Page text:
When I was 14, I went to a friend’s place. There was a newborn in the house; a four-month-old round cuddly soft little creature with big almond eyes. He looked beautiful.
All my friends waited for their turn to play with him, one even picked him up and put him in her lap. The boy was happy, smiling and making the noises that babies do, while trying to touch her face with his lilliputian fingers.
I, too, waited for my turn anxiously. I had never held a baby this small earlier. When I went near him, and held my arms out, he looked at me and gave a little cry followed by a full-on holler that continued until I walked away from him. It was evident that he hated me. Scared and shocked, I slowly took a step back.
My friend, another 14-year-old, told me with sagely wisdom, “Maybe, it’s your hair.”
Maybe it was. I had a big head of black wild curls.
Except that a decade later, I realised it wasn’t my hair, it was me. Kids and I do not get along well. They hate me, and I don’t either like them particularly.
It wasn’t until a few years ago that I realised that I do not want a child of my own. I found it odd because growing up, every woman I had met wanted a baby eventually. I almost thought there was something off about me until I came across stories of women who had no maternal instinct. Their feelings immediately resonated with how I felt about kids.
I do not hate them, but I don’t find them cute or adorable either. If you leave me with a baby alone, I will keep him safe, feed him, maybe even change his dirty diaper. I will do what it takes, but almost mechanically, devoid of any emotion on an auto-pilot mode.
It wasn’t long before I knew that motherhood was not for me. I discussed it with my partner and considering all the factors, we decided kids were not for us.
We made an informed, reasoned and conscious decision to not bring another life into the world where too many people are already fighting for too little resources. We are also not palpably excited about the emotional and financial responsibility that comes along with it. Kids are expensive. Far too many people around us are neck-deep in debt because they brought a life into this world that they can’t afford.
For us, there are other dreams and plans which are more important to us than making babies.
And that is the story of how we decided to remain child-free.
The end, right? Except it isn’t.
Turns out, and unsurprisingly so, my womb is everyone’s business. My decision to not have a kid has affected everyone deeply. No, not my partner, but other people, who probably won’t have a thing to do with the responsibilities that come.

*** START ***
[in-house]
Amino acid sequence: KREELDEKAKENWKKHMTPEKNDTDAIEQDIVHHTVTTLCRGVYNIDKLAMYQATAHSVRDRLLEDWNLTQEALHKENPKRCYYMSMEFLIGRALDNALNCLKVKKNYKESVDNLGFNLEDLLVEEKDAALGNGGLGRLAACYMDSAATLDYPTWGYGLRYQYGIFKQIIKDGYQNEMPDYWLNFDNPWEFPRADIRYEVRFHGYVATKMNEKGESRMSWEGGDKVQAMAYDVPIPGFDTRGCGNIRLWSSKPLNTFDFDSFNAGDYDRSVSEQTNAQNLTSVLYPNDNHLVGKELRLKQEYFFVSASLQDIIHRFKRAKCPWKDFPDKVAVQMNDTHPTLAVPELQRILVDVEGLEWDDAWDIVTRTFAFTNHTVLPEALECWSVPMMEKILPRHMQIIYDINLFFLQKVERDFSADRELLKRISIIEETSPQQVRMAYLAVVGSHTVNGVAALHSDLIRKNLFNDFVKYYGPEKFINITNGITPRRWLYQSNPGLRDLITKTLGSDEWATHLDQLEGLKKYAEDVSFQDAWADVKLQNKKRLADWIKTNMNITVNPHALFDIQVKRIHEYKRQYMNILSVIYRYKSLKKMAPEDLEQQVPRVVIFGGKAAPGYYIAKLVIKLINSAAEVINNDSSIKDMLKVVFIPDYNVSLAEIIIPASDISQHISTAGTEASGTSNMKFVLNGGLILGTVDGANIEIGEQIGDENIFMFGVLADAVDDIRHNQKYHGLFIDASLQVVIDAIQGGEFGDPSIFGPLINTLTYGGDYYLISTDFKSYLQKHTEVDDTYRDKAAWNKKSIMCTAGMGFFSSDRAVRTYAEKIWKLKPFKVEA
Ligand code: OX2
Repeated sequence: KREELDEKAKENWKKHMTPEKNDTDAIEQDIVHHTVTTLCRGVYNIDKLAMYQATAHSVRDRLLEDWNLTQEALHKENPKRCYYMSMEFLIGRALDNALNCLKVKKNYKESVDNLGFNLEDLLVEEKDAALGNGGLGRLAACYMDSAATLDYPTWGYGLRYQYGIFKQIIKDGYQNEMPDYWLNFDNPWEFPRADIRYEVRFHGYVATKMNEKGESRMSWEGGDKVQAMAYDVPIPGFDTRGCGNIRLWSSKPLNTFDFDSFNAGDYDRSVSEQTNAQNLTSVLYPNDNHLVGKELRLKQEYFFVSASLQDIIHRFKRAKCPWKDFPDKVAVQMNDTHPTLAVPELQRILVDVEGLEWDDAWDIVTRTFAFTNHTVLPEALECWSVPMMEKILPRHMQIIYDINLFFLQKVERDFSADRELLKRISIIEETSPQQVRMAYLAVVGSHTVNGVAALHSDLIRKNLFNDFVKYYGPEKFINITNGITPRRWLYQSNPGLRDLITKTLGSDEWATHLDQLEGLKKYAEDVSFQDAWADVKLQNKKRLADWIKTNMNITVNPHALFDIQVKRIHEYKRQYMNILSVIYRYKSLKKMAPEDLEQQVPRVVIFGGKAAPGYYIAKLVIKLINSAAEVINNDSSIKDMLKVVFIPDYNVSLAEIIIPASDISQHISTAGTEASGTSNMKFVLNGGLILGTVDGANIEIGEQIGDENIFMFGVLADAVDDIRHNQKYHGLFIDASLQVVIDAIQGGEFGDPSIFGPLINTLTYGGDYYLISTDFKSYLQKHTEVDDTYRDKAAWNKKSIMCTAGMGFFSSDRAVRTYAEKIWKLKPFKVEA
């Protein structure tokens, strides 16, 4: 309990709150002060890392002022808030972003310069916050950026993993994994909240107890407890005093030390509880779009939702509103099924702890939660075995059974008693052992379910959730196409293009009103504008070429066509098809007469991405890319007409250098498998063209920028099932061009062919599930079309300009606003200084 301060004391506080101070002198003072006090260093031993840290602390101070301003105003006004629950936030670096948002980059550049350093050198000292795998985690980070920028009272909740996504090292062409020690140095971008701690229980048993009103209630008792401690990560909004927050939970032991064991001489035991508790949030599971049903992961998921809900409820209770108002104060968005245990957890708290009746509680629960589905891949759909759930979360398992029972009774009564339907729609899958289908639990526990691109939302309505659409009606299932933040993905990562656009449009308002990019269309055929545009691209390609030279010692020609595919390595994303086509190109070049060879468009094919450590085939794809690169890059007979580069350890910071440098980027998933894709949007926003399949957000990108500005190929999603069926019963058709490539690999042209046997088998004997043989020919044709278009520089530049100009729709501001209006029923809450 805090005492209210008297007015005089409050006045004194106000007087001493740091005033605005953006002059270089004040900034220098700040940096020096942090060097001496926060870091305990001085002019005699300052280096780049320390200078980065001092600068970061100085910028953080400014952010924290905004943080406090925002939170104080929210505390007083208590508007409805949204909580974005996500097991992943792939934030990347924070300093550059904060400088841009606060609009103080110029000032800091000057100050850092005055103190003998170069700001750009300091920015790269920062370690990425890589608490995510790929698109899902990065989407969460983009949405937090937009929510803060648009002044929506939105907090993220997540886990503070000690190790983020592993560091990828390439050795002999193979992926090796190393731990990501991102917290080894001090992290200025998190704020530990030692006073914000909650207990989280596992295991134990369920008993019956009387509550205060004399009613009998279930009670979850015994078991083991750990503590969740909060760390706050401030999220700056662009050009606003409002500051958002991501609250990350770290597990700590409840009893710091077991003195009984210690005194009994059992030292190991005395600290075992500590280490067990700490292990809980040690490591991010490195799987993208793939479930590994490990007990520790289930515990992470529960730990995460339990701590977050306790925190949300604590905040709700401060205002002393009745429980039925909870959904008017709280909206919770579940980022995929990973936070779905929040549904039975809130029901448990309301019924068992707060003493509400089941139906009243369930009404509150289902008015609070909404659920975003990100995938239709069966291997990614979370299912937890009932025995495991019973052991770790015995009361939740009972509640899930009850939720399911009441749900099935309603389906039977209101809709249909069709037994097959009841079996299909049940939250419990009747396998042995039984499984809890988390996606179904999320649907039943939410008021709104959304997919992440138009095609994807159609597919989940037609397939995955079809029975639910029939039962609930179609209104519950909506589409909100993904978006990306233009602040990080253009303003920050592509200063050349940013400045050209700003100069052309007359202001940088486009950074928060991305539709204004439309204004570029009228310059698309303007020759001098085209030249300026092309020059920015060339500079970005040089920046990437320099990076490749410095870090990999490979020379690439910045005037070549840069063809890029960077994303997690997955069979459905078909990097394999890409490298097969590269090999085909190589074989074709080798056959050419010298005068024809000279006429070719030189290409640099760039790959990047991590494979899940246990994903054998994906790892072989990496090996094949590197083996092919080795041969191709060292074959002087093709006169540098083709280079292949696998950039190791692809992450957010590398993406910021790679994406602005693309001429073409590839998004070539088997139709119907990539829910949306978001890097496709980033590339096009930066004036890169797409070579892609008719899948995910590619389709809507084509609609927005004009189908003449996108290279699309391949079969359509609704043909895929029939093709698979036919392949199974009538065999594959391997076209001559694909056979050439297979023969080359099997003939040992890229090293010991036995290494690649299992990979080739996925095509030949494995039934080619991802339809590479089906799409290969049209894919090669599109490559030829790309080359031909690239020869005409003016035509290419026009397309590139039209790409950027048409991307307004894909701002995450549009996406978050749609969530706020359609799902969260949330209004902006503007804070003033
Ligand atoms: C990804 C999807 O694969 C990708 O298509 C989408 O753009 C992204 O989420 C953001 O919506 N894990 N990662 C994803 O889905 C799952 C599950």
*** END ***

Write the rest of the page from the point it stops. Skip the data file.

You see, in our desi families, (thanks Sooraj Barjatya) the question is never if – but always when and how many?
Kids are considered ‘Bhagwan ki den’ and how dare you say no to the gift of god.
My mother has told me, in no sweet words, that one day I will regret my decision. My in-laws often look at the kids’ section at the shopping malls. I hear a deep sigh of disappointment behind me as I swiftly walk, pretending to not see the flowery skirts with matching bows.
Social gatherings as a married woman with no kids yet (or at all) are a different kind of torment altogether.
Time and again, I find myself surrounded by our homegrown sources of ancient wisdom, distant relatives and neighbourhood aunties. Whispering to me how I will die a lonely old woman without having someone to take care of me, because I am selfish.
If you look at it from where I stand, I think it is far more selfish to bring like a whole human being into the world so that he takes care of me when I am old.
The same aunties who told me not to go out without a dupatta lest the world know I have breasts, will wink at me in a room full of people, asking, “Aur beta, good news kab de rahi ho?” (When are you giving the good news?). Some ‘well-meaning’ relatives have told me assuringly that I should not worry, and one day god will give me everything.
I agree, there are a plethora of credible reasons to have kids, but definitely not because ‘couples must start a family’ – because you know what, a couple is already a family, even without a baby!
People also do not comprehend the difference between being ‘child-free’ and being ‘childless’. Being child-free is a liberating decision to build a life without children. Completely in contrast to being childless, which is a term for couples who do want children, but currently, don’t or can’t have. For many parents, childlessness is a source of acute grief, and I empathise with them.
While my partner and I are completely happy in our own little world with a dog and two cats, I still dream of a day where people do not look at me like a deviant, an emotionless psychopath who hates kids, forcing me to constantly defend my womanhood just because I refuse to bring a child out of my womb.
I dream of a world where people understand that just because I have the parts to make a baby, doesn’t mean I ought to.
Ananya Singh is a former journalist who worked across the spectrum for six years before leaving the city for a quiet, slow life in the hills. When she is not working or travelling, she spends her days in a quaint little town of Northeast India with her partner and two cats, sipping red wine and writing poetry.
Featured image credit: Pariplab Chakraborty